Olmec Civilization, Specialization, & The Origins Of Agriculture — Common Threads

February 17, 2015 in Humans

The Olmec Civilization was one of the largest and most influential cultural centers to emerge in the Americas over the last 10,000 or so years — and was responsible for, amongst other things, domesticating a fair number of the plants that are commonly eaten as food throughout the world today.

The culture’s earliest known center of activity was the city of “San Lorenzo Tenochtitlan” — where clearly recognizable “Olmec” features were first visible sometime around 1600 BC (3600 years ago).

This is when the giant “colossal heads” first started appearing, as well as some of the earliest evidence of the mesoamerican ball game (including rubber balls, and “stadiums”), ceremonial axes, “baby face” figurines/depictions, the feathered serpent, the long count calendar, and cocoa (what we make chocolate out of), amongst other things.

Olmec jaguar man mask
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Desertification Effects, Causes, And Examples : Top 10 List

January 5, 2015 in Animals & Insects, Geology & Climate, Humans, Plants

Desertification is a process of land-degradation by which a region becomes progressively drier and drier — eventually becoming desert. Or, to put it another way — desertification is the process by which previously biologically productive land is transformed into wasteland.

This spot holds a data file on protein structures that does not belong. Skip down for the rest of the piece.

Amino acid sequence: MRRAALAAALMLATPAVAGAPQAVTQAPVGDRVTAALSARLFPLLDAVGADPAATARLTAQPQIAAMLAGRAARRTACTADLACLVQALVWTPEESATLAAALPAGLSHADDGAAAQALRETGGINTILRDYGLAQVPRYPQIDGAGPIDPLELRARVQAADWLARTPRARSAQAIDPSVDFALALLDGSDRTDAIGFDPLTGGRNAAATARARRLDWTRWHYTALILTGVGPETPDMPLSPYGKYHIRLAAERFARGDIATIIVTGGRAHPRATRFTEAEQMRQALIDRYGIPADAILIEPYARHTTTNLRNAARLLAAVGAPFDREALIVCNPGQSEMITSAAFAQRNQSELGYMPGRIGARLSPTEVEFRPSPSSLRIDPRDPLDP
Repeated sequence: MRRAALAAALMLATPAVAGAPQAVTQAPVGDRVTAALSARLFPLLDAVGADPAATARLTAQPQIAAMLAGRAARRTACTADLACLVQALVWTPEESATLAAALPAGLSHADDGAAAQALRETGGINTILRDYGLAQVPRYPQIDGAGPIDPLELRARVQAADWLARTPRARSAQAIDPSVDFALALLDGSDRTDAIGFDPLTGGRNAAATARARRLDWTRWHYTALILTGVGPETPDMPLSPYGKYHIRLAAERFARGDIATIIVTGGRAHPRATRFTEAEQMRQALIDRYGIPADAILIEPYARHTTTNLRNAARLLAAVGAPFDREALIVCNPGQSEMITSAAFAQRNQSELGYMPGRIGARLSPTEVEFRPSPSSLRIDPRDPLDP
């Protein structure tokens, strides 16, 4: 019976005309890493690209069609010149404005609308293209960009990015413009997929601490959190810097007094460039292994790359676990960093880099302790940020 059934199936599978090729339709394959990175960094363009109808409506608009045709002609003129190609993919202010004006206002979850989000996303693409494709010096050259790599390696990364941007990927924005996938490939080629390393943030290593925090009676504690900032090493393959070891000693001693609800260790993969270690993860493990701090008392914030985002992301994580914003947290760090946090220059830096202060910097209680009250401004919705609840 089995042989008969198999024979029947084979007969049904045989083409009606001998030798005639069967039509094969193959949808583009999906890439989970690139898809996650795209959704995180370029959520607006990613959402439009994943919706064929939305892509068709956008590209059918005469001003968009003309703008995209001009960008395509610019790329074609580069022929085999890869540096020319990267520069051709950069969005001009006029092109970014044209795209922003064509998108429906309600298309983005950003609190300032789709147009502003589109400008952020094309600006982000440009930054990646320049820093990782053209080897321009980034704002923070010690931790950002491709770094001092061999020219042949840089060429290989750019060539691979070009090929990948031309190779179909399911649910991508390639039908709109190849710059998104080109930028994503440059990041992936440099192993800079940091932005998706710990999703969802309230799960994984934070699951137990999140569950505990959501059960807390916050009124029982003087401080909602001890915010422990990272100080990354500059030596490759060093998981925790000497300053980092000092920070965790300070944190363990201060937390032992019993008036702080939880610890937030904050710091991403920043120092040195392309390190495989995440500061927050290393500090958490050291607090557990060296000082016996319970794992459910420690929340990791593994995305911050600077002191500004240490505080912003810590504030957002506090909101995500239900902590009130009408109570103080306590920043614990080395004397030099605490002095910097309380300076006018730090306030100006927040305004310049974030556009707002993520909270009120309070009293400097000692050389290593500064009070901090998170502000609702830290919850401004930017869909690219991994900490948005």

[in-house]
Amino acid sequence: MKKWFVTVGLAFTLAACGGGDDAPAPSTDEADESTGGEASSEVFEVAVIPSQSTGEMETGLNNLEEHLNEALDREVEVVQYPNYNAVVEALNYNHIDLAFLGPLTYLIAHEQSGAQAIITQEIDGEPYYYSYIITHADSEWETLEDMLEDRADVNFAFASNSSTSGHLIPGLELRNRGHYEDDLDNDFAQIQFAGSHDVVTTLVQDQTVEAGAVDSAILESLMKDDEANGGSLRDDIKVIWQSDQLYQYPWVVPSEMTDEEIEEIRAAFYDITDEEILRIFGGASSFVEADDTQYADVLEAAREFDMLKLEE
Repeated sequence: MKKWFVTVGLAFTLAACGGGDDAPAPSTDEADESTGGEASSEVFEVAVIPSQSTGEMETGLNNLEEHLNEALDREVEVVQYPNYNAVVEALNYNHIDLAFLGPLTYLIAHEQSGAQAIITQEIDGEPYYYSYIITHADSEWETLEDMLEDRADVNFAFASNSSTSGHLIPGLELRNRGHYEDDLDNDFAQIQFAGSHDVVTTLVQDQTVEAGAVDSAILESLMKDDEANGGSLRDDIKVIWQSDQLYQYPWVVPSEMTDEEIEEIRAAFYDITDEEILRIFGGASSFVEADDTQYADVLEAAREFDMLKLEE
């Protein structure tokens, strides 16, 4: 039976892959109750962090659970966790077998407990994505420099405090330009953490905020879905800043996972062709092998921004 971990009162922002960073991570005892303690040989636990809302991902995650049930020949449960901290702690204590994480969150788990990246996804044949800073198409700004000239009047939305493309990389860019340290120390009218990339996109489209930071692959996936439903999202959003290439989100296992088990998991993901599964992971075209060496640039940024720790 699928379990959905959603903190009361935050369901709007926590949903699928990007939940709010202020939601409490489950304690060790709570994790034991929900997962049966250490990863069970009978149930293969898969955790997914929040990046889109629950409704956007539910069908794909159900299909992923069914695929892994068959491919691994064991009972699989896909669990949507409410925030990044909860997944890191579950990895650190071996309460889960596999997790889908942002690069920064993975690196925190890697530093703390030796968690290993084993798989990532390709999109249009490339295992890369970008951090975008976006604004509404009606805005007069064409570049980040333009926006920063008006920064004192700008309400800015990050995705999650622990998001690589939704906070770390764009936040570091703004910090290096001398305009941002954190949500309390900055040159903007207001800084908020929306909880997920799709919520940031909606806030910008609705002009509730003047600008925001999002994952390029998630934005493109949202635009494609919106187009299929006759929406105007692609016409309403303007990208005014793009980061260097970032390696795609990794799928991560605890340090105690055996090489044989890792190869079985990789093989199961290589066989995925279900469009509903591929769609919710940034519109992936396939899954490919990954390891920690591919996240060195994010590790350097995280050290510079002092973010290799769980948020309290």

There’s actually currently something of a debate over the use of the term though. As it stands, the most widely accepted definition is probably the one that’s now printed in the Princeton University Dictionary — which defines it this way: “The process of fertile land transforming into desert typically as a result of deforestation, drought, or improper/inappropriate agriculture”


There are a number of different causes/mechanisms behind the process, such as deflation (the loss of stabilizing vegetation, and of top soil); erosion; and soil-salinity-rise (via irrigation mostly). Read the rest of this entry →

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